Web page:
Thank you. All points taken. And yes, maybe I am being a bit over sensitive. But I have worked as a nurse and the whole idea of patient care is treating them with respect and as individuals, no matter what their age or ability, asking permission and not simply doing something because it is quicker and easier for you, the health professional. Also, I am bound to be more sensitive, because I was groped by a doctor during a medical examination in New York years ago. I had gone to him with what turned out to be vaginitis, which, obviously, he had to examine me for. But he made me remove my bra and groped my breasts. And I stupidly allowed him to! It was that ridiculous thing of him being the doctor. This just highlights to me that patients are vulnerable, whatever their age or condition and health professionals are in a position of power and trust which they should never forget.
Hmmm. i completely agree that consent should always be sought in order to uphold respect in the NHS and prevent scandalous lack of care that has been seen recently (staffs etc). However, there is a big difference in the care you received. If more people react like you to this poor physio we'll end up in a situation where written consent will be required for every procedure. Yet another pointless paperwork exercise preventing HCPs from doing their job properly - treating patients.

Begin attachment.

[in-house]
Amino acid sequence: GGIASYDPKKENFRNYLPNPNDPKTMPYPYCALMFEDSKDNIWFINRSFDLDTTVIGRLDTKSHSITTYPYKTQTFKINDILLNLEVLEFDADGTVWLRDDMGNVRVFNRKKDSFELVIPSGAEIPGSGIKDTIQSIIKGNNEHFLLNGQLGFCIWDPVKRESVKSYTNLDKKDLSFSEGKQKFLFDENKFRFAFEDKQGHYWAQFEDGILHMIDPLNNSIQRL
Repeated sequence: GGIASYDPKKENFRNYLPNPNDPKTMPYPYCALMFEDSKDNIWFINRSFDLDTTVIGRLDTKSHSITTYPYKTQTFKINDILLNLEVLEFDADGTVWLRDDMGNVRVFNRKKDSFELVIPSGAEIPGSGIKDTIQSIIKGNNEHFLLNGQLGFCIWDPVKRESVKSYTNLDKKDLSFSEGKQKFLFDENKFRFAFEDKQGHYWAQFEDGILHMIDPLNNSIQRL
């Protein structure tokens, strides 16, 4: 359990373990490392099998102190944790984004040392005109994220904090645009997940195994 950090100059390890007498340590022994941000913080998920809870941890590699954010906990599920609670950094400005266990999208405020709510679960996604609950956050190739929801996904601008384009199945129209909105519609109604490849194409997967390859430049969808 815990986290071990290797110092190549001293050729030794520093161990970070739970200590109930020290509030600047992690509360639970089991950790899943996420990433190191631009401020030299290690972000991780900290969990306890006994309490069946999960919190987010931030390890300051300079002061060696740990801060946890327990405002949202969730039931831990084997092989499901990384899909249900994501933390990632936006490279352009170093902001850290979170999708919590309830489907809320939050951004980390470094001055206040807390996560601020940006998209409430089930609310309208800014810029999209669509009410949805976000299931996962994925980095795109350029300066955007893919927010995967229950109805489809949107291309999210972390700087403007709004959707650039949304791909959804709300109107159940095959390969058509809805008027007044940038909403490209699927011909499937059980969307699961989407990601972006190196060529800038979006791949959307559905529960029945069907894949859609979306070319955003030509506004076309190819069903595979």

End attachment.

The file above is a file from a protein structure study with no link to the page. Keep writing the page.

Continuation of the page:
I think your previous experience is colouring your reaction. I'm so sorry that happened to you, but I don't agree with your interpretation of what happened on this occasion.
He wasn't treating you as a piece of meat. He didn't just do it. He told you he was going to do it so you weren't taken by surprise. At that point, you could have objected, tho' I'm at a loss as to why you should have wanted to. He needed to look at your spine.